Christmas is a great time for making things. So what better reason to introduce my olders daughter to the lathe in this newest Adventure in the Workshop? She makes a Christmas Tree Tealight Holder from walnut. Her patience for sanding is not the best, but as she says, this way you know you made it yourself. Please enjoy and share! And as always, remember to be Inspired!
In a project I was working on (the tintin rocket) I had to flatten some segmented rings. I ended up using the thickness sander method I am showing you here, using a spindle sander or a sanding drum. I hope you find it useful and share it with your friends! Enjoy, and remember to be Inspired!
Ways to improve your thickness sander further
One major problem with this kind of sanding is that it is easy to push the piece faster than the sanding drum can remove material. Forcing it can cause the sandpaper to overheat and clog up with sawdust, which will in turn make it even harder to remove material – and ruin the sanding sleeve quickly. It can also cause deflection by pushing the axis out of alignment, resulting in skewed pieces.
The best way to avoid both problems is to take it slow. If it requires force to push a piece through, back off. Turn the screw back a notch and try again. Taking 10 light passes will get you better results than 2 heavy ones, and in the end it will not take you that much more time.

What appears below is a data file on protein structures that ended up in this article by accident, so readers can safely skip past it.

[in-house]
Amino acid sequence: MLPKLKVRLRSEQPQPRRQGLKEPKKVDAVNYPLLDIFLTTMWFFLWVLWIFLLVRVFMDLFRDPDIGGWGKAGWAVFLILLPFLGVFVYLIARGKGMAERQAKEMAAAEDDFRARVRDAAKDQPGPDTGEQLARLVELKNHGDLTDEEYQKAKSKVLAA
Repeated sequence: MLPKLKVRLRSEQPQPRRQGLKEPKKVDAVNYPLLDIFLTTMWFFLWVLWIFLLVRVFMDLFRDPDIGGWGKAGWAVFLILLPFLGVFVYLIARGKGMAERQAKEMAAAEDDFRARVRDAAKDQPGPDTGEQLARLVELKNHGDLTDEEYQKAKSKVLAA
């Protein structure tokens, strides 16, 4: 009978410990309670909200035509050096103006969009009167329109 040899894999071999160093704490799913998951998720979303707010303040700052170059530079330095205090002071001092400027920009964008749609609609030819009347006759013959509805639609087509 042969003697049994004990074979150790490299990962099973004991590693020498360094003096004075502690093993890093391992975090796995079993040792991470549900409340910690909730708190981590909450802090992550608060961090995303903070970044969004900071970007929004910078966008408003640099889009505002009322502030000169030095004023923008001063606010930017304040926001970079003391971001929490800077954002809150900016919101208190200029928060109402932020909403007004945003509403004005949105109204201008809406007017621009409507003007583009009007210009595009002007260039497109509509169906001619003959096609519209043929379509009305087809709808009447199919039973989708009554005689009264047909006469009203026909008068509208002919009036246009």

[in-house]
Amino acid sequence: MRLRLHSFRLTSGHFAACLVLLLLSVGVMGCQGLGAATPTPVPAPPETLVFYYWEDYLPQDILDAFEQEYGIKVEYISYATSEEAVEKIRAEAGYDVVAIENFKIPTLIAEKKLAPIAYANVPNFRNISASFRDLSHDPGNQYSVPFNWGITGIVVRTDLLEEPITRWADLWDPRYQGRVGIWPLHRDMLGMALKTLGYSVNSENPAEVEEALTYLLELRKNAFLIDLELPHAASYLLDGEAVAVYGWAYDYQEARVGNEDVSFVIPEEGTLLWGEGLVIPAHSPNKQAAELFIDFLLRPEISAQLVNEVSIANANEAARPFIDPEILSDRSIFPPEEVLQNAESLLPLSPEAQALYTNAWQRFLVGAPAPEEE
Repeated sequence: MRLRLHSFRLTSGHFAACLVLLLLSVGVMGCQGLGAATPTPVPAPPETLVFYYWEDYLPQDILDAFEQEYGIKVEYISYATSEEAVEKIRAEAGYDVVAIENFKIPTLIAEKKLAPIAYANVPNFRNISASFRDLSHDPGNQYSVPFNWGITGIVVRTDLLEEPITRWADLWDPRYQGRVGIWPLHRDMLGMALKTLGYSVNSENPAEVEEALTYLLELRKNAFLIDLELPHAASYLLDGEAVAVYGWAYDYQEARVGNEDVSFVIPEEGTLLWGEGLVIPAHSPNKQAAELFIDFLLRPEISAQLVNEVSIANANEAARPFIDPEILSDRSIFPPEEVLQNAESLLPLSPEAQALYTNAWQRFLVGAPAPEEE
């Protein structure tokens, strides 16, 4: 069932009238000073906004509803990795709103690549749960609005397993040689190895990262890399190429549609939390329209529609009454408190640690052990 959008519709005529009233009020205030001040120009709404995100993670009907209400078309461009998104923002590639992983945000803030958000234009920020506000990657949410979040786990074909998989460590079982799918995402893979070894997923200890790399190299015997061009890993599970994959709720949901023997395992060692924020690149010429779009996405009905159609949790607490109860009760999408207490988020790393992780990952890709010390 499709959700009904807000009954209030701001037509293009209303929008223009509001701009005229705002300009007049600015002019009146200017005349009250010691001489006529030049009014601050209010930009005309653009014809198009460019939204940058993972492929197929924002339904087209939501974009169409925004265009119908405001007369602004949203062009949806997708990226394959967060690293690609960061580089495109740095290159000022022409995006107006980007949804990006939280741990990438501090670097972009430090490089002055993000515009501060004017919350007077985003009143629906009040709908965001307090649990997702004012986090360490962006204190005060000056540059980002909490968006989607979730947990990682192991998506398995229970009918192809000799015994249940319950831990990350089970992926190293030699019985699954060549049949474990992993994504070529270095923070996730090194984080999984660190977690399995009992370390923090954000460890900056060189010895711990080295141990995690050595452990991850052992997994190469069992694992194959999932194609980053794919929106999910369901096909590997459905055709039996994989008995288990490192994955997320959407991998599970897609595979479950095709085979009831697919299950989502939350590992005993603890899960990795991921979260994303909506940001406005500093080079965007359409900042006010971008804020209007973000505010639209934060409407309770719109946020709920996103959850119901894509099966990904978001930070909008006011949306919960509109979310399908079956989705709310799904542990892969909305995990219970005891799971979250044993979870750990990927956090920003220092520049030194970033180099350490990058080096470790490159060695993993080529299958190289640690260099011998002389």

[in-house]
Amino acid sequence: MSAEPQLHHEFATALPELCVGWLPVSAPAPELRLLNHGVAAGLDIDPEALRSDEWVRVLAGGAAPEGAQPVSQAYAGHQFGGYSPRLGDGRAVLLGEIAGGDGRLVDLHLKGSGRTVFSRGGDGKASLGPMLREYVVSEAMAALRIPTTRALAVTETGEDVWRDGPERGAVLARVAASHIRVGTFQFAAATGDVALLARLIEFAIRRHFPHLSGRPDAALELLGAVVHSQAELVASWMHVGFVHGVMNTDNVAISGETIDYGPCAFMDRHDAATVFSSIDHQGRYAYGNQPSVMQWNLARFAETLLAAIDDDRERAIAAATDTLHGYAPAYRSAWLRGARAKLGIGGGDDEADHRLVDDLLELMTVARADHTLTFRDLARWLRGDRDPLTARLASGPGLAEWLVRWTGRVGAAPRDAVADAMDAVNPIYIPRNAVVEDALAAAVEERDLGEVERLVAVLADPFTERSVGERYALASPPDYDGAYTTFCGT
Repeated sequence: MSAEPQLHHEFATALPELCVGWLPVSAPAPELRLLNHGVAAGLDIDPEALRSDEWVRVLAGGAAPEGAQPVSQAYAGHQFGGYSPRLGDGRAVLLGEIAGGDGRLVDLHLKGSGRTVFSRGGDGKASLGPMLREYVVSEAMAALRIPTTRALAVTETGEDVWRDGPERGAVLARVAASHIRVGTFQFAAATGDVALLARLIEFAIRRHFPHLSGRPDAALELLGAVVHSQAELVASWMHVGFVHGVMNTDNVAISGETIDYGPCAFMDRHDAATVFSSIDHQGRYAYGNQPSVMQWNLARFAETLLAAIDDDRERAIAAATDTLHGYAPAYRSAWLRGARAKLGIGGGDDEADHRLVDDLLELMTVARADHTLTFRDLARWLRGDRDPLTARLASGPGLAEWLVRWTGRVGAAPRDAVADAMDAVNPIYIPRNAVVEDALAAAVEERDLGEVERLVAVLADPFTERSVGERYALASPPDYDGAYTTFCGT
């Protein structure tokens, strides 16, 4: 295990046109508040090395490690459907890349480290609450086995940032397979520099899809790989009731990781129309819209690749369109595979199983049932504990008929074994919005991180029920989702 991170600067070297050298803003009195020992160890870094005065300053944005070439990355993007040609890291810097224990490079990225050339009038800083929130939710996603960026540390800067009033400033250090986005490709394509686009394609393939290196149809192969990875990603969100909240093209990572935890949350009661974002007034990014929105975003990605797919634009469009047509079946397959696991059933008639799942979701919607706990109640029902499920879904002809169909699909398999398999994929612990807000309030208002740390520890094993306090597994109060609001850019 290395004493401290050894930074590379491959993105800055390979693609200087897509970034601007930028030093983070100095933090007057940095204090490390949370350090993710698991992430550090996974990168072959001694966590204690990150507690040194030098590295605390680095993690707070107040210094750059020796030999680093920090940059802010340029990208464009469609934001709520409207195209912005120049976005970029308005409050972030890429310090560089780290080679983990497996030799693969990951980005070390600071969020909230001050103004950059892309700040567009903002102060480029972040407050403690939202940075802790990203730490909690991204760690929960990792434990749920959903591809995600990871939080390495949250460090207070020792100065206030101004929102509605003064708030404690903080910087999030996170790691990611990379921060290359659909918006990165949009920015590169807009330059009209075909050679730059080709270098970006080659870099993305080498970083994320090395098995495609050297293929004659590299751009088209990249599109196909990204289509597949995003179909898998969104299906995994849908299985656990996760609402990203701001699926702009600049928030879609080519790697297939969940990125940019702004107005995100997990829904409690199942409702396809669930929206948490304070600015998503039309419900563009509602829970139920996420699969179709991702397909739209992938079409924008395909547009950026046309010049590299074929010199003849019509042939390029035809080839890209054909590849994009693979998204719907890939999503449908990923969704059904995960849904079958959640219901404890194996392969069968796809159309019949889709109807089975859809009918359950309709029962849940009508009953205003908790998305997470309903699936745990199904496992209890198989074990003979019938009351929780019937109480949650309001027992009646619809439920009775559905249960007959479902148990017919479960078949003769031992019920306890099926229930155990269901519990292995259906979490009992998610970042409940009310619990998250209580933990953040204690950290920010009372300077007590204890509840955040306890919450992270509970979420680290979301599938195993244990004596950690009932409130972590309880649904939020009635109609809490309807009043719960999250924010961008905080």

You probably noticed already that you should always put in pieces against the rotation of the drum. Otherwise, your thickness sander turns into a workpiece accellerator, which means you either get shot at by your tool or have to play fetch every time you let go of your workpiece.
The same applies if for some reason you get the idea to use your belt sander for this, which is something I would not recommend. Although it is probably possiblbe with the right amount of care and accuracy.
Dust collection is a big topic in the shop these days, and so it should be. But some tools do not play well with a dust collector, and the lathe is on the top of that list with all those pesky shavings flying this way and that. So I came up with a solution that did not quite live up to my expectations, but even though I stopped using it, I give you – the lathe shroud. Let me know if you find some use for this in your shop! And as always, remember to be Inspired!
I wanted to clock some lathe practice while making a Christmas ornament. The Balance Tree is the result of that paired with my desire to use different wood species to make things look more interesting as well as adding a hopefully unexpected twist to it. Using springs, even though it is winter! Enjoy, and remember to be Inspired!